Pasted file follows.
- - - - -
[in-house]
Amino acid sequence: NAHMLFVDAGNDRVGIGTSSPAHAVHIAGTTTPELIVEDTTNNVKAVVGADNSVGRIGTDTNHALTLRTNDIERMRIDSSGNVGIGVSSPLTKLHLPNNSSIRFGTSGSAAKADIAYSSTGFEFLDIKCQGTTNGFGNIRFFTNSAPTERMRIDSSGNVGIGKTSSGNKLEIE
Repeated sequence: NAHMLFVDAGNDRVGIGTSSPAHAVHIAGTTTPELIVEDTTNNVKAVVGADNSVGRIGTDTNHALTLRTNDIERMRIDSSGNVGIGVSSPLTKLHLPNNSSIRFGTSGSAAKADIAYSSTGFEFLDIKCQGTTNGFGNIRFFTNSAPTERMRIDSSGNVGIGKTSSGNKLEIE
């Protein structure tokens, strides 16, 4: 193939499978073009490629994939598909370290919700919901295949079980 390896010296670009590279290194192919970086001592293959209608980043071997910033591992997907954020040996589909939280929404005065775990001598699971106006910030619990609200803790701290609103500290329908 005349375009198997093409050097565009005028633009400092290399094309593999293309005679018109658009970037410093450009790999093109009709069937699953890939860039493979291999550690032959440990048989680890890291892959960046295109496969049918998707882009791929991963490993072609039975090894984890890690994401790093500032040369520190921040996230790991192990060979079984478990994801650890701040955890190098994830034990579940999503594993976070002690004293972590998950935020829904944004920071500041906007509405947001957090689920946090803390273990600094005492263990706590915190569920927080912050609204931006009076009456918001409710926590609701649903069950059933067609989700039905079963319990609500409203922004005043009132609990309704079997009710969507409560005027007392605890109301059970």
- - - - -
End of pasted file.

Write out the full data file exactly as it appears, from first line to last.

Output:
[in-house]
Amino acid sequence: NAHMLFVDAGNDRVGIGTSSPAHAVHIAGTTTPELIVEDTTNNVKAVVGADNSVGRIGTDTNHALTLRTNDIERMRIDSSGNVGIGVSSPLTKLHLPNNSSIRFGTSGSAAKADIAYSSTGFEFLDIKCQGTTNGFGNIRFFTNSAPTERMRIDSSGNVGIGKTSSGNKLEIE
Repeated sequence: NAHMLFVDAGNDRVGIGTSSPAHAVHIAGTTTPELIVEDTTNNVKAVVGADNSVGRIGTDTNHALTLRTNDIERMRIDSSGNVGIGVSSPLTKLHLPNNSSIRFGTSGSAAKADIAYSSTGFEFLDIKCQGTTNGFGNIRFFTNSAPTERMRIDSSGNVGIGKTSSGNKLEIE
């Protein structure tokens, strides 16, 4: 193939499978073009490629994939598909370290919700919901295949079980 390896010296670009590279290194192919970086001592293959209608980043071997910033591992997907954020040996589909939280929404005065775990001598699971106006910030619990609200803790701290609103500290329908 005349375009198997093409050097565009005028633009400092290399094309593999293309005679018109658009970037410093450009790999093109009709069937699953890939860039493979291999550690032959440990048989680890890291892959960046295109496969049918998707882009791929991963490993072609039975090894984890890690994401790093500032040369520190921040996230790991192990060979079984478990994801650890701040955890190098994830034990579940999503594993976070002690004293972590998950935020829904944004920071500041906007509405947001957090689920946090803390273990600094005492263990706590915190569920927080912050609204931006009076009456918001409710926590609701649903069950059933067609989700039905079963319990609500409203922004005043009132609990309704079997009710969507409560005027007392605890109301059970």